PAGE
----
V-brakes always use thin and relatively long brake pads. The thin pads ease wheel removal, which is achieved by pushing the arms together and unhooking the noodle from the stirrup. The additional length gives good pad life by compensating for the thinner material depth.
"Roller cam brakes" are centre-pull cantilever brakes actuated by the cable pulling a single two-sided sliding cam. (First and second-class lever designs exist; first-class is most common and is described here.) Each arm has a cam follower. As the cam presses against the follower it forces the arms apart. As the top of each arm moves outward, the brake shoe below the pivot is forced inward against the rim. There is much in favor of the roller cam brake design. Since the cam controls the rate of closure, the clamping force can be made non-linear with the pull. And since the design can provide positive mechanical advantage, maximum clamping force can be higher than that of other types of brakes. They are known for being strong and controllable. On the downside, they require some skill to set up and can complicate wheel changes. And they require maintenance: like U-brakes, as the pad wears it strikes the rim higher; unless re-adjusted it can eventually contact the tyre's sidewall.
The roller cam design was first developed by Charlie Cunningham of WTB around 1982 and licensed to Suntour. Roller cam brakes were used on early mountain bikes in the 1980s and into the 1990s, mounted to the fork blades and seat stays in the standard locations, as well as below the chain stays for improved stiffness as they do not protrude to interfere with the crank. It is not unusual for a bicycle to have a single roller cam brake (or U-brake) combined with another type. They are still used on some BMX and recumbent bicycles.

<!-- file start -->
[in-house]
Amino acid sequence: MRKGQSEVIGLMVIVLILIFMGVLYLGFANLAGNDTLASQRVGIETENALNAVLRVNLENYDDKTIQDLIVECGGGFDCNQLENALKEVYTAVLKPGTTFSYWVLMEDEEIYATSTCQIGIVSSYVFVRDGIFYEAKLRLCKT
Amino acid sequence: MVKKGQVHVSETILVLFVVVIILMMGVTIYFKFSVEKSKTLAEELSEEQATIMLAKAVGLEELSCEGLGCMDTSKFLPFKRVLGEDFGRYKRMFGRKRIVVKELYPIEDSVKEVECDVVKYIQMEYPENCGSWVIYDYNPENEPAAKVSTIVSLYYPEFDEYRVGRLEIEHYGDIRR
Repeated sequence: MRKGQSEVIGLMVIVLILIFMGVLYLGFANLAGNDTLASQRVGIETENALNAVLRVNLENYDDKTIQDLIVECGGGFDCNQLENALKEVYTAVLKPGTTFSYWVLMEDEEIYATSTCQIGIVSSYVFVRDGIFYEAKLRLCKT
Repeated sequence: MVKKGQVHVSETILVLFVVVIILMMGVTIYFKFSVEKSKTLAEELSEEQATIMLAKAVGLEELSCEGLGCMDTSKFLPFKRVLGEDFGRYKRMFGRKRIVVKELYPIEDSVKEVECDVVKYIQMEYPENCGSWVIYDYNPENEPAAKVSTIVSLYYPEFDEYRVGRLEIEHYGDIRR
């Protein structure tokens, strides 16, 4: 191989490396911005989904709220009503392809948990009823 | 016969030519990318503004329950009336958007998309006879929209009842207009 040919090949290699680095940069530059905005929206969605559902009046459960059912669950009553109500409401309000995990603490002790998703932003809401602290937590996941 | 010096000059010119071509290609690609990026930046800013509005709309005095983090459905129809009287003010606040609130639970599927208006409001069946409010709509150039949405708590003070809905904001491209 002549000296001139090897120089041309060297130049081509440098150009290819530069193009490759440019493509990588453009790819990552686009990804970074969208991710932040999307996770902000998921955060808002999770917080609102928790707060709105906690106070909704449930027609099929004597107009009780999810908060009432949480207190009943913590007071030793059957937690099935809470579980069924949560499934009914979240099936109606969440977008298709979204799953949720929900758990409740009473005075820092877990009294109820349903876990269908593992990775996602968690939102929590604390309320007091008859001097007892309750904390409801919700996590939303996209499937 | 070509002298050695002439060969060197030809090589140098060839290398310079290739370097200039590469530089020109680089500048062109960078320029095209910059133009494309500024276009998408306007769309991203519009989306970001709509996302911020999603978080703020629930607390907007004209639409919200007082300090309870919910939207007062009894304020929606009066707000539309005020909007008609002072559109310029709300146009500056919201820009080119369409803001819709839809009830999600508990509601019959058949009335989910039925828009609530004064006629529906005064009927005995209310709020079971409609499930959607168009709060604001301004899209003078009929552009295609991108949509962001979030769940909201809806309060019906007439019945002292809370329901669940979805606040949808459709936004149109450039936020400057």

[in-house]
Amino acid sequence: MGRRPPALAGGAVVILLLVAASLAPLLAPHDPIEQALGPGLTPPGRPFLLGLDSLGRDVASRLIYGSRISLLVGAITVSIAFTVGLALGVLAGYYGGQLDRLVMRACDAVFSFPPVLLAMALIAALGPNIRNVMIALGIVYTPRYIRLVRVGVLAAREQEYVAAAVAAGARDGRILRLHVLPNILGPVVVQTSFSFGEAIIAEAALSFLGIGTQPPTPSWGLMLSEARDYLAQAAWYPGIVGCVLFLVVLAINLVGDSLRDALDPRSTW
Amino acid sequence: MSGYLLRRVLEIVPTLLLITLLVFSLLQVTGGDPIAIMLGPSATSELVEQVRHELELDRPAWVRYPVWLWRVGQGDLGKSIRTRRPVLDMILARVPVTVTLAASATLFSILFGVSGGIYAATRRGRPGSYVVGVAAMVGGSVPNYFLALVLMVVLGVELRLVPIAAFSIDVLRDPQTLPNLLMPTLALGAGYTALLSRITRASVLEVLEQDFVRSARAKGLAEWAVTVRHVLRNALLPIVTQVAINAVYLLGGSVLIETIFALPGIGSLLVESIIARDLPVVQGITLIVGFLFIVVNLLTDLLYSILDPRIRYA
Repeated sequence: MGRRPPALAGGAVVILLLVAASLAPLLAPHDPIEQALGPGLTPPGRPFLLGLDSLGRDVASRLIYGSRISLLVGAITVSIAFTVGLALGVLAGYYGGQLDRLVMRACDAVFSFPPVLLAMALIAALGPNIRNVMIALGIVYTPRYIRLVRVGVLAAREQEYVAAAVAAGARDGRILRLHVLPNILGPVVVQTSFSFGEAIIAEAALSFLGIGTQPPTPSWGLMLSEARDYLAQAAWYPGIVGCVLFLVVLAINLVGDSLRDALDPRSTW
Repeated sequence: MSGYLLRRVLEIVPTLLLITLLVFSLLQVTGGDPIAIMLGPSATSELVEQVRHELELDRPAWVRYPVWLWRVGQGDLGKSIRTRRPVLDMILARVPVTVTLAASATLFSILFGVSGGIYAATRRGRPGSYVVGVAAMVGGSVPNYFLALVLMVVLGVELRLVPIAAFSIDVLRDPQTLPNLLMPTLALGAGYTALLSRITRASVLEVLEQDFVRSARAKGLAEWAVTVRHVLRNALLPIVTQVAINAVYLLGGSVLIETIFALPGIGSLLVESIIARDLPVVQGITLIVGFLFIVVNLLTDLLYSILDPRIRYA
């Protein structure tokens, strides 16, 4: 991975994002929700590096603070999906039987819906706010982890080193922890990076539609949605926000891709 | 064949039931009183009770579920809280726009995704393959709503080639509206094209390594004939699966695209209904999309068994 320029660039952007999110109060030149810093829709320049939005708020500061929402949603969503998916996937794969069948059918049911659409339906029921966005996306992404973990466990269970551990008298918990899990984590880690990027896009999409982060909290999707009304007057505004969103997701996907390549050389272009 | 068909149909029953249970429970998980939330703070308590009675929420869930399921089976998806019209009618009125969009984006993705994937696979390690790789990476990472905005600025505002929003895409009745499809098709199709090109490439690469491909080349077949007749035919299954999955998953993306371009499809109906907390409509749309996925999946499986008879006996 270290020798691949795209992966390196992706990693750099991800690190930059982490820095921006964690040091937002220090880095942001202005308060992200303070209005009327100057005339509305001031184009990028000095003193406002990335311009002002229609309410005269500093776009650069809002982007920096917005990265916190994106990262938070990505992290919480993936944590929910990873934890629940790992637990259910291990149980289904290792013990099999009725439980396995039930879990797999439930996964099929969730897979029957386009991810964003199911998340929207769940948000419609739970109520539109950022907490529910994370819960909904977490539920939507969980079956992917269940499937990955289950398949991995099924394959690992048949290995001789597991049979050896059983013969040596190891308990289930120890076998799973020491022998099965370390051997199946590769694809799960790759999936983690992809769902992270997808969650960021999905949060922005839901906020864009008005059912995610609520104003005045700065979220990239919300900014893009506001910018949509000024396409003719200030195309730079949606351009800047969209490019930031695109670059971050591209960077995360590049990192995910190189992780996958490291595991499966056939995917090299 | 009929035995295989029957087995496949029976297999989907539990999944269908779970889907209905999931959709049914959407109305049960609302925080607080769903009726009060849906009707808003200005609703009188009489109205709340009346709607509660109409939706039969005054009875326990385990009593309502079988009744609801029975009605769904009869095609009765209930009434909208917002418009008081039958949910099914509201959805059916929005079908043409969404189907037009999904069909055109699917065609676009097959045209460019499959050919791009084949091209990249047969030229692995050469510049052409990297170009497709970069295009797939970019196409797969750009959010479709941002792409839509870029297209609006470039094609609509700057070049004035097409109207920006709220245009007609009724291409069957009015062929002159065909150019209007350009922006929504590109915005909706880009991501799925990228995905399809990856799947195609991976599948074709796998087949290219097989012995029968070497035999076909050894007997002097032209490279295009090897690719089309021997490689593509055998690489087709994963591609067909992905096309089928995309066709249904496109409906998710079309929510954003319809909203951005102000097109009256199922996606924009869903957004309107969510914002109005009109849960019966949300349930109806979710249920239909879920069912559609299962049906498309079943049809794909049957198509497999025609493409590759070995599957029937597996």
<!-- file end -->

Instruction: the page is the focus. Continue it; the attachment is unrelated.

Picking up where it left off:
There are two rare variants that use the roller cam principle. For locations where centre-pull is inappropriate, the side-pull "toggle cam brake" was developed. Also a first-class cantilever, it uses a single-sided sliding cam (the toggle) against one arm that is attached by a link to the other arm. As the cam presses against the follower, the force is also transmitted to the other arm via the link. And specifically for suspension forks where the housing must terminate at the brake frame, the side-pull "sabre cam brake" was developed. In the sabre cam design, the cable end is fixed and the housing moves the single-sided cam.
The "delta brake" is a road bicycle brake named due to its triangular shape. The cable enters at the centre, pulls a corner of a parallelogram linkage housed inside the brake across two opposite corners, pushing out at the other two corners on to the brake arms above the pivots, so that the arms below the pivots push pads in against the rim. A feature of the design is that the mechanical advantage varies as a tangent function across its range, where that of most other designs remains fixed.